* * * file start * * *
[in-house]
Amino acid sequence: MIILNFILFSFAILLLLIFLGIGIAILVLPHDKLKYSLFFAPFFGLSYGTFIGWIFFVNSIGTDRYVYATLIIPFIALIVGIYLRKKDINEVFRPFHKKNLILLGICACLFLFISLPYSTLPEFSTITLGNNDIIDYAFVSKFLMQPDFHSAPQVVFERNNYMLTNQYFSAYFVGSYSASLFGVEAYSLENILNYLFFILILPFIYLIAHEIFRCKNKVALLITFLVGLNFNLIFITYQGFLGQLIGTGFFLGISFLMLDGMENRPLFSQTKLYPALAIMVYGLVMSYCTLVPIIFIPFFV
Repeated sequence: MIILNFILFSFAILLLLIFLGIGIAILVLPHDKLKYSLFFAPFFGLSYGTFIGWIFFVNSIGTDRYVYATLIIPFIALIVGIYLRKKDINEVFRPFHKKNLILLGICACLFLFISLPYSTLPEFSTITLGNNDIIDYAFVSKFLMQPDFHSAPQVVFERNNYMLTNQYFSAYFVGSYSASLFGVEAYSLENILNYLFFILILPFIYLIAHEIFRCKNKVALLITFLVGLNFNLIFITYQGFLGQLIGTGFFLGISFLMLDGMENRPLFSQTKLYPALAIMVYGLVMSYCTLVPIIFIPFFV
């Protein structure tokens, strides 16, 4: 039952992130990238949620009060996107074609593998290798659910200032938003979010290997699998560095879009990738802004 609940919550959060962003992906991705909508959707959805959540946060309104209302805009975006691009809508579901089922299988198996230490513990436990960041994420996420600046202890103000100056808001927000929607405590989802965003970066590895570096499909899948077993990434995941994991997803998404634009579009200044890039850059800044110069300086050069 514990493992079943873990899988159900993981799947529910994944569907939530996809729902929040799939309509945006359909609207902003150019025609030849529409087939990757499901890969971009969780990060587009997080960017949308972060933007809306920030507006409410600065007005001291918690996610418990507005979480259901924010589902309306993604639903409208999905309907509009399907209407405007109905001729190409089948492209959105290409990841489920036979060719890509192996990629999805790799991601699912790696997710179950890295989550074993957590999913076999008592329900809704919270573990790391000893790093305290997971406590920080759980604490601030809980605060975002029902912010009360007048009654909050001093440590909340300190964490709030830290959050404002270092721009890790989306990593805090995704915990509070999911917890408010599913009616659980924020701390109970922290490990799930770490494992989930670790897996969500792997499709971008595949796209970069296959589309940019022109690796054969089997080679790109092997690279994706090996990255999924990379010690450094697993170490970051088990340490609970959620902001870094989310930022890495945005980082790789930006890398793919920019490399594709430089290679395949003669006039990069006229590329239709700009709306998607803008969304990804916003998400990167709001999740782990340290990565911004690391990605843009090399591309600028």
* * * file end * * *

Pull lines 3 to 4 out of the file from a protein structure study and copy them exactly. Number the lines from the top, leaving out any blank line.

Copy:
Repeated sequence: MIILNFILFSFAILLLLIFLGIGIAILVLPHDKLKYSLFFAPFFGLSYGTFIGWIFFVNSIGTDRYVYATLIIPFIALIVGIYLRKKDINEVFRPFHKKNLILLGICACLFLFISLPYSTLPEFSTITLGNNDIIDYAFVSKFLMQPDFHSAPQVVFERNNYMLTNQYFSAYFVGSYSASLFGVEAYSLENILNYLFFILILPFIYLIAHEIFRCKNKVALLITFLVGLNFNLIFITYQGFLGQLIGTGFFLGISFLMLDGMENRPLFSQTKLYPALAIMVYGLVMSYCTLVPIIFIPFFV
């Protein structure tokens, strides 16, 4: 039952992130990238949620009060996107074609593998290798659910200032938003979010290997699998560095879009990738802004 609940919550959060962003992906991705909508959707959805959540946060309104209302805009975006691009809508579901089922299988198996230490513990436990960041994420996420600046202890103000100056808001927000929607405590989802965003970066590895570096499909899948077993990434995941994991997803998404634009579009200044890039850059800044110069300086050069 514990493992079943873990899988159900993981799947529910994944569907939530996809729902929040799939309509945006359909609207902003150019025609030849529409087939990757499901890969971009969780990060587009997080960017949308972060933007809306920030507006409410600065007005001291918690996610418990507005979480259901924010589902309306993604639903409208999905309907509009399907209407405007109905001729190409089948492209959105290409990841489920036979060719890509192996990629999805790799991601699912790696997710179950890295989550074993957590999913076999008592329900809704919270573990790391000893790093305290997971406590920080759980604490601030809980605060975002029902912010009360007048009654909050001093440590909340300190964490709030830290959050404002270092721009890790989306990593805090995704915990509070999911917890408010599913009616659980924020701390109970922290490990799930770490494992989930670790897996969500792997499709971008595949796209970069296959589309940019022109690796054969089997080679790109092997690279994706090996990255999924990379010690450094697993170490970051088990340490609970959620902001870094989310930022890495945005980082790789930006890398793919920019490399594709430089290679395949003669006039990069006229590329239709700009709306998607803008969304990804916003998400990167709001999740782990340290990565911004690391990605843009090399591309600028």